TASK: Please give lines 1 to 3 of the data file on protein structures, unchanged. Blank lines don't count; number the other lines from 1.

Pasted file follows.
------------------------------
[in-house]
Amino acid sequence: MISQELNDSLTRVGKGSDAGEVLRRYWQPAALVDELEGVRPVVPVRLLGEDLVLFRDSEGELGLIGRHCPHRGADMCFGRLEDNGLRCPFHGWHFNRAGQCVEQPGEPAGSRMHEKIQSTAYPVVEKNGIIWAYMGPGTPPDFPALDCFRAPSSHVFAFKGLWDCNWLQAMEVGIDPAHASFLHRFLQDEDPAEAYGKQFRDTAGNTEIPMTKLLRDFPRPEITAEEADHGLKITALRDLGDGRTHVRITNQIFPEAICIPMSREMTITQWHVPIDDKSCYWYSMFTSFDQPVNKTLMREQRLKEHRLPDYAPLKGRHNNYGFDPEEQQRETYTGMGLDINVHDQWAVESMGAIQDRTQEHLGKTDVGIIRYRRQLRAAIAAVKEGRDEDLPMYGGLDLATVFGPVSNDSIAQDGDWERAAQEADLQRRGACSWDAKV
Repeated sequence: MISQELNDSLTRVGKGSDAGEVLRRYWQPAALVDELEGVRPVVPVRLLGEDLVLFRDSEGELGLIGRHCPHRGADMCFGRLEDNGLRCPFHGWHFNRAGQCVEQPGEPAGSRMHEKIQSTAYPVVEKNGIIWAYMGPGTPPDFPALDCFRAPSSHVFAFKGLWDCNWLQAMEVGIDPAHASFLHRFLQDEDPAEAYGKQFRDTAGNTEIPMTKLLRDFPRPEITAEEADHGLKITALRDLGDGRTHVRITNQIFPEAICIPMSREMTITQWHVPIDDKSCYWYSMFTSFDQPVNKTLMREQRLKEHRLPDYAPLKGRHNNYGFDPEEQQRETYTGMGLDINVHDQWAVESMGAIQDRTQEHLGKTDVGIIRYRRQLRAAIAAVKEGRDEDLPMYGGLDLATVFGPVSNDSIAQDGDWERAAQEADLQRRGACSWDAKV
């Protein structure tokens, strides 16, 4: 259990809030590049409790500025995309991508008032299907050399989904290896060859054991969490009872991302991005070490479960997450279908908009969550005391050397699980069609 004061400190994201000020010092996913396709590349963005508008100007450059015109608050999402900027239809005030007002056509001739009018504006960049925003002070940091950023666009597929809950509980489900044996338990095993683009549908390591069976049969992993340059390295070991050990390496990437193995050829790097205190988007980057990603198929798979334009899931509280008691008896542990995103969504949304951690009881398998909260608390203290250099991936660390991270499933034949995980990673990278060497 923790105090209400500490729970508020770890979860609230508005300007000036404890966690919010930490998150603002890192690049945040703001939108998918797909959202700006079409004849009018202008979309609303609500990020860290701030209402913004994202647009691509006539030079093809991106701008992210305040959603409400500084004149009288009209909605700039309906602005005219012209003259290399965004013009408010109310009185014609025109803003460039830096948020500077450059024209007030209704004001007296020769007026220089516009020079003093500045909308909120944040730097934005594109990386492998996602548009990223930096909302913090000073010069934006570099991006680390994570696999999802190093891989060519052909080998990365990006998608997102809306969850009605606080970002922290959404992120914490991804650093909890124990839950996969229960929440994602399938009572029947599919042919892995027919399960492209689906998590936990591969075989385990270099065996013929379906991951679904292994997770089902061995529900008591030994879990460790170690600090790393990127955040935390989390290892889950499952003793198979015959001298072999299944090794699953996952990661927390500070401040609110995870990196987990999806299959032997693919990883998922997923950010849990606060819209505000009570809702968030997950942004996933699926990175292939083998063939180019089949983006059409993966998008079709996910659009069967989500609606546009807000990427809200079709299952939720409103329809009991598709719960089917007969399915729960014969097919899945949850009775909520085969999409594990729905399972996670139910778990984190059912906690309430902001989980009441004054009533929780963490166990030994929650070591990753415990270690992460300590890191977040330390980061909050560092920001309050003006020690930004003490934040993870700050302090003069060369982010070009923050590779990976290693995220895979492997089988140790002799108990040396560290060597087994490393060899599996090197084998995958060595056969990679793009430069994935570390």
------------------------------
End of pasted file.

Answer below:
[in-house]
Amino acid sequence: MISQELNDSLTRVGKGSDAGEVLRRYWQPAALVDELEGVRPVVPVRLLGEDLVLFRDSEGELGLIGRHCPHRGADMCFGRLEDNGLRCPFHGWHFNRAGQCVEQPGEPAGSRMHEKIQSTAYPVVEKNGIIWAYMGPGTPPDFPALDCFRAPSSHVFAFKGLWDCNWLQAMEVGIDPAHASFLHRFLQDEDPAEAYGKQFRDTAGNTEIPMTKLLRDFPRPEITAEEADHGLKITALRDLGDGRTHVRITNQIFPEAICIPMSREMTITQWHVPIDDKSCYWYSMFTSFDQPVNKTLMREQRLKEHRLPDYAPLKGRHNNYGFDPEEQQRETYTGMGLDINVHDQWAVESMGAIQDRTQEHLGKTDVGIIRYRRQLRAAIAAVKEGRDEDLPMYGGLDLATVFGPVSNDSIAQDGDWERAAQEADLQRRGACSWDAKV
Repeated sequence: MISQELNDSLTRVGKGSDAGEVLRRYWQPAALVDELEGVRPVVPVRLLGEDLVLFRDSEGELGLIGRHCPHRGADMCFGRLEDNGLRCPFHGWHFNRAGQCVEQPGEPAGSRMHEKIQSTAYPVVEKNGIIWAYMGPGTPPDFPALDCFRAPSSHVFAFKGLWDCNWLQAMEVGIDPAHASFLHRFLQDEDPAEAYGKQFRDTAGNTEIPMTKLLRDFPRPEITAEEADHGLKITALRDLGDGRTHVRITNQIFPEAICIPMSREMTITQWHVPIDDKSCYWYSMFTSFDQPVNKTLMREQRLKEHRLPDYAPLKGRHNNYGFDPEEQQRETYTGMGLDINVHDQWAVESMGAIQDRTQEHLGKTDVGIIRYRRQLRAAIAAVKEGRDEDLPMYGGLDLATVFGPVSNDSIAQDGDWERAAQEADLQRRGACSWDAKV